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AOL (stylized as Aol., formerly a company known as AOL Inc. and originally known as America Online) is an American
web portal A web portal is a specially designed website A website (also written as web site) is a collection of web page A web page (or webpage) is a hypertext File:Douglas Engelbart in 2008.jpg, Douglas Engelbart in 2009, at the 40th annivers ...
and
online service provider In computer technology and telecommunications, online indicates a state of connectivity and offline indicates a disconnected state. In modern terminology, this usually refers to an Internet connection, but (especially when expressed "on line" o ...
based in New York City. It is a
brand A brand is a name, term, design, symbol or any other feature that identifies one seller's good or service as distinct from those of other sellers. Brands are used in business Business is the activity of making one's living or making mon ...

brand
marketed by
Verizon Media Verizon Media is a division of Verizon Communications that focuses on media and online business. Verizon Communications acquired AOL in 2015. When Verizon Communications purchased Yahoo! Yahoo! (, styled as yahoo''!'') is an American web ...
. The service traces its history to an
online service An online service provider (OSP) can, for example, be an Internet service provider, an email provider, a news provider (press), an entertainment provider (music, movies), a search engine, an e-commerce site, an online banking site, a health site, an ...
known as
PlayNET PlayNet (or PlayNET) was an American online service An online service provider (OSP) can, for example, be an Internet service provider, an email provider, a news provider (press), an entertainment provider (music, movies), a search engine, an e-com ...
. PlayNET licensed its software to
Quantum Link Quantum Link (or Q-Link) was a U.S. and Canadian online service An online service provider (OSP) can, for example, be an Internet service provider, an email provider, a news provider (press), an entertainment provider (music, movies), a search en ...
(Q-Link), who went online in November 1985. A new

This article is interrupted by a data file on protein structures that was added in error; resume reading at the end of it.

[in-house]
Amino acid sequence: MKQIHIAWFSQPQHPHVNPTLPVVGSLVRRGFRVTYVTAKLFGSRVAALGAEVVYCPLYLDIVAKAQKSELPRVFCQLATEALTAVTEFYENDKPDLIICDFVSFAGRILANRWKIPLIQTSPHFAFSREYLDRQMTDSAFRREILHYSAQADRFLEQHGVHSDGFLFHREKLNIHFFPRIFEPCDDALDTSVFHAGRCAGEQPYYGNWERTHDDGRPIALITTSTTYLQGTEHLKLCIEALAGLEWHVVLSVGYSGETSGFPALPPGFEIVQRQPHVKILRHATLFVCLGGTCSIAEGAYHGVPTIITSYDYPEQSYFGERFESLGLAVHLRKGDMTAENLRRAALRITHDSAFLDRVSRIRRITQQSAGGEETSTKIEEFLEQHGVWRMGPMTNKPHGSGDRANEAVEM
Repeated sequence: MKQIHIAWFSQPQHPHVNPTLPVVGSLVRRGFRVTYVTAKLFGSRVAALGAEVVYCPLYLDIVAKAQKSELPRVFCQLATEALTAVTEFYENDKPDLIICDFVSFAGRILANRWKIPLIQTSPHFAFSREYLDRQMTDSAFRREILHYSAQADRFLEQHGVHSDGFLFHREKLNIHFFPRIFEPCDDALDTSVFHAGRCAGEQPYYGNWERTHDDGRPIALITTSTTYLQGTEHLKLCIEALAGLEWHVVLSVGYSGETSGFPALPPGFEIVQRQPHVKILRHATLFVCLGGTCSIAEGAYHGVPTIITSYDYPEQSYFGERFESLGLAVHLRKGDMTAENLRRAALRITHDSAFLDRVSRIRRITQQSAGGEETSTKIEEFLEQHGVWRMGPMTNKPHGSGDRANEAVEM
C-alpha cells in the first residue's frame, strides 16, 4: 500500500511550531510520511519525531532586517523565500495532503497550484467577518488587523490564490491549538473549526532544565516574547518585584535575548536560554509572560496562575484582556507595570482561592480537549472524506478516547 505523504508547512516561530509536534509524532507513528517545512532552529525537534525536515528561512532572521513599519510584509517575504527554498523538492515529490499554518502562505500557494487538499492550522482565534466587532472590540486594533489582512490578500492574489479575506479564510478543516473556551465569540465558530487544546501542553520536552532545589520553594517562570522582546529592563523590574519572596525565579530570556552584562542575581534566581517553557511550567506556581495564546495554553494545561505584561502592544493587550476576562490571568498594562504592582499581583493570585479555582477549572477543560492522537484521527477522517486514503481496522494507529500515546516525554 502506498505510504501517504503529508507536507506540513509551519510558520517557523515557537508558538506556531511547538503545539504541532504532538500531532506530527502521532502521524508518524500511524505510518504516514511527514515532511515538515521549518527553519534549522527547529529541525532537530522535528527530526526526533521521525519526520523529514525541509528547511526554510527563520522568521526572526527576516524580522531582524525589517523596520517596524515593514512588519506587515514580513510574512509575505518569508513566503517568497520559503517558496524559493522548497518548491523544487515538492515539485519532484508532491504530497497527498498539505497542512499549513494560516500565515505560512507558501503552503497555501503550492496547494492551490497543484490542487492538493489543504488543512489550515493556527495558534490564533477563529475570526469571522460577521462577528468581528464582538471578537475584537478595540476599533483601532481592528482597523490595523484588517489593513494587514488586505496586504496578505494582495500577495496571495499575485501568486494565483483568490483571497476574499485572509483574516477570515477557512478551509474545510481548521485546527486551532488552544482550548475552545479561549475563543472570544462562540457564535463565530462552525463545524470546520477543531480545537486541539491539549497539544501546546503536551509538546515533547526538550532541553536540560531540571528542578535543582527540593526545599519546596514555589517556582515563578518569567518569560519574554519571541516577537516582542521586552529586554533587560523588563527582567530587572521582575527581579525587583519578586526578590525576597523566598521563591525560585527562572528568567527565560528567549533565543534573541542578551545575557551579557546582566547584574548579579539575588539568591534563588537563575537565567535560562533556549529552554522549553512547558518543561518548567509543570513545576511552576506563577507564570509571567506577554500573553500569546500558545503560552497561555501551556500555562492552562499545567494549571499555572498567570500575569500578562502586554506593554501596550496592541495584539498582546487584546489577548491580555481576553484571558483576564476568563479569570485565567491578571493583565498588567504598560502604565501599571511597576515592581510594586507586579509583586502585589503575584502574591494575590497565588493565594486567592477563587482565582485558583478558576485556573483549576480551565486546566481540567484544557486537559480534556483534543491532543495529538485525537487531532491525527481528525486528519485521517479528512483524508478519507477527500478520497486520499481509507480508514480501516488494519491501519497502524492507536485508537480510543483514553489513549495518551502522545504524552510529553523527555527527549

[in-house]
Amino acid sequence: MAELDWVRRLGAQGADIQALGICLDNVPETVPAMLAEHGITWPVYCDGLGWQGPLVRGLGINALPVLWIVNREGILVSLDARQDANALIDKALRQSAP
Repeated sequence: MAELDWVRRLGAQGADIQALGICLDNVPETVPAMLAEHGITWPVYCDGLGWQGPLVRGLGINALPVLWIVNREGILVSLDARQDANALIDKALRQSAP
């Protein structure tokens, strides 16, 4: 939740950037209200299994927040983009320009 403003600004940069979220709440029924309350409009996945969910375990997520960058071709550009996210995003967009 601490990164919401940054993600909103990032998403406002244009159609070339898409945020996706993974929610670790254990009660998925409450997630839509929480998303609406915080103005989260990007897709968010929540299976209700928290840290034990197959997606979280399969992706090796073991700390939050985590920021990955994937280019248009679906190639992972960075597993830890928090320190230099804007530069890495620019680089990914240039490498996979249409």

IBM PC The IBM Personal Computer (model 5150, commonly known as the IBM PC) is the first computer released in the IBM PC model line and the basis for the IBM PC compatible IBM PC compatible computers are similar to the original IBM PC The IBM ...

IBM PC
client launched in 1988, eventually renamed as America Online in 1989. AOL grew to become the largest online service, displacing established players like
CompuServe CompuServe (CompuServe Information Service, also known by its initialism CIS) was an American online service provider, the first major commercial one in the United States – described in 1994 as "the oldest of the Big Three information services ...
and
The Source ''The Source'' is an American hip hop Hip hop or hip-hop is a culture Culture () is an umbrella term which encompasses the social behavior and Norm (social), norms found in human Society, societies, as well as the knowledge, beli ...
. By 1995, AOL had about three million active users. AOL was one of the early pioneers of the
Internet The Internet (or internet) is the global system of interconnected computer networks that uses the Internet protocol suite (TCP/IP) to communicate between networks and devices. It is a ''internetworking, network of networks'' that consist ...

Internet
in the mid-1990s, and the most recognized brand on the web in the United States. It originally provided a dial-up service to millions of Americans, as well as providing a
web portal A web portal is a specially designed website A website (also written as web site) is a collection of web page A web page (or webpage) is a hypertext File:Douglas Engelbart in 2008.jpg, Douglas Engelbart in 2009, at the 40th annivers ...
,
e-mail upThe email_address.html"_;"title="at_sign,_a_part_of_every_SMTP_email_address">at_sign,_a_part_of_every_SMTP_email_address Electronic_mail_(email_or_e-mail)_is_a_method_of_exchanging_messages_("mail")_between_people_using_electronic_dev ...

e-mail
,
instant messaging Instant messaging (IM) technology is a type of online chat allowing real-time text transmission over the Internet or another computer network. Messages are typically transmitted between two or more parties, when each user inputs text and trigge ...

instant messaging
and later a
web browser A web browser (commonly referred to as a browser) is application software for accessing the World Wide Web. When a User (computing), user requests a web page from a particular website, the web browser retrieves the necessary content from a web ...

web browser
following its purchase of
Netscape Netscape Communications Corporation (originally Mosaic Communications Corporation) was an American independent computer services company with headquarters in Mountain View, California Mountain View is a city in Santa Clara County, Californi ...

Netscape
. In 2001, at the height of its popularity, it purchased the media conglomerate
Time Warner Warner Media, LLC ( traded as WarnerMedia, but stylized as WarnerMedia; formerly known as Time Warner from 1990 to 2001 and again from 2003 to 2018; from 2001 to 2003, AOL Time Warner and from 1972 to 1990, Warner Communications) is an Americ ...
in the largest merger in U.S. history. AOL rapidly declined thereafter, partly due to the decline of dial-up and rise of
broadband In telecommunications Telecommunication is the transmission of information by various types of technologies over , radio, , or other systems. It has its origin in the desire of humans for communication over a distance greater than that fea ...
. AOL was eventually spun off from Time Warner in 2009, with
Tim Armstrong Timothy Ross Armstrong (Timothy Lockwood Armstrong according to some sources) (born November 25, 1965) is an American multiple Grammy Award The Grammy Award (stylized as GRAMMY, originally called Gramophone Award), or just Grammy, is an a ...